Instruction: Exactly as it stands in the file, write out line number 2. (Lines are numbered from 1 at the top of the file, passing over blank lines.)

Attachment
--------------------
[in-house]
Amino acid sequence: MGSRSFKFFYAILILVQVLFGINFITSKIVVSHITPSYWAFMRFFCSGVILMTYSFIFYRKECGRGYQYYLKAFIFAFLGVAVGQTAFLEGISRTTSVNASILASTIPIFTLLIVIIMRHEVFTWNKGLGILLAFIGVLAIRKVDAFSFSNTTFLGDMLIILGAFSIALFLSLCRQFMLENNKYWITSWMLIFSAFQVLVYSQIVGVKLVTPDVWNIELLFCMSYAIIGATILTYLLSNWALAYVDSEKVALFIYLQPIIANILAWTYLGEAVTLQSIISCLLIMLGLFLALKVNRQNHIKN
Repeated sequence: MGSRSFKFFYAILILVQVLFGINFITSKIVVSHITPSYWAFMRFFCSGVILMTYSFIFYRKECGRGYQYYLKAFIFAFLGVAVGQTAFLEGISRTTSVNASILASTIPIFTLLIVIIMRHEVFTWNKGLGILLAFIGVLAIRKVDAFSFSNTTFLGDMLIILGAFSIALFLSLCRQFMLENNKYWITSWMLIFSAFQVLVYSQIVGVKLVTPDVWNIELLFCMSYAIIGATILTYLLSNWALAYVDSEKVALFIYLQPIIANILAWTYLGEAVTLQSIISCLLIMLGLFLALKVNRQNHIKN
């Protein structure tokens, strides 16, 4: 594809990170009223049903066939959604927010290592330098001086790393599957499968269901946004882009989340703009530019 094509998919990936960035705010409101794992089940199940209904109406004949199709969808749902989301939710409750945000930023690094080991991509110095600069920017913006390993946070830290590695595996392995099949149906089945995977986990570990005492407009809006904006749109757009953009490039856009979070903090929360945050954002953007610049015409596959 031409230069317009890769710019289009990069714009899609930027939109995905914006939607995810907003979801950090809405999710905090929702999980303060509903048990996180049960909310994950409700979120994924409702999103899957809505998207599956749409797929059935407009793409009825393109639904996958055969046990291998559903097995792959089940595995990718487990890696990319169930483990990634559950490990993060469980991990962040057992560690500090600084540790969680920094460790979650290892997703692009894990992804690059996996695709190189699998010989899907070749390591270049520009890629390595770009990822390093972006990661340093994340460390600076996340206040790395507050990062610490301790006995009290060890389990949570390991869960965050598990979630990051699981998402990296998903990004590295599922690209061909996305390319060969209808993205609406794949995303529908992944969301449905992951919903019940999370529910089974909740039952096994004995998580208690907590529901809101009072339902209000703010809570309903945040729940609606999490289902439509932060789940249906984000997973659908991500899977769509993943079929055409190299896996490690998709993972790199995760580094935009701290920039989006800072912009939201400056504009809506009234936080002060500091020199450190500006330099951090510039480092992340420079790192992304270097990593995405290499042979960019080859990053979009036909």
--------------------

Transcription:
Amino acid sequence: MGSRSFKFFYAILILVQVLFGINFITSKIVVSHITPSYWAFMRFFCSGVILMTYSFIFYRKECGRGYQYYLKAFIFAFLGVAVGQTAFLEGISRTTSVNASILASTIPIFTLLIVIIMRHEVFTWNKGLGILLAFIGVLAIRKVDAFSFSNTTFLGDMLIILGAFSIALFLSLCRQFMLENNKYWITSWMLIFSAFQVLVYSQIVGVKLVTPDVWNIELLFCMSYAIIGATILTYLLSNWALAYVDSEKVALFIYLQPIIANILAWTYLGEAVTLQSIISCLLIMLGLFLALKVNRQNHIKN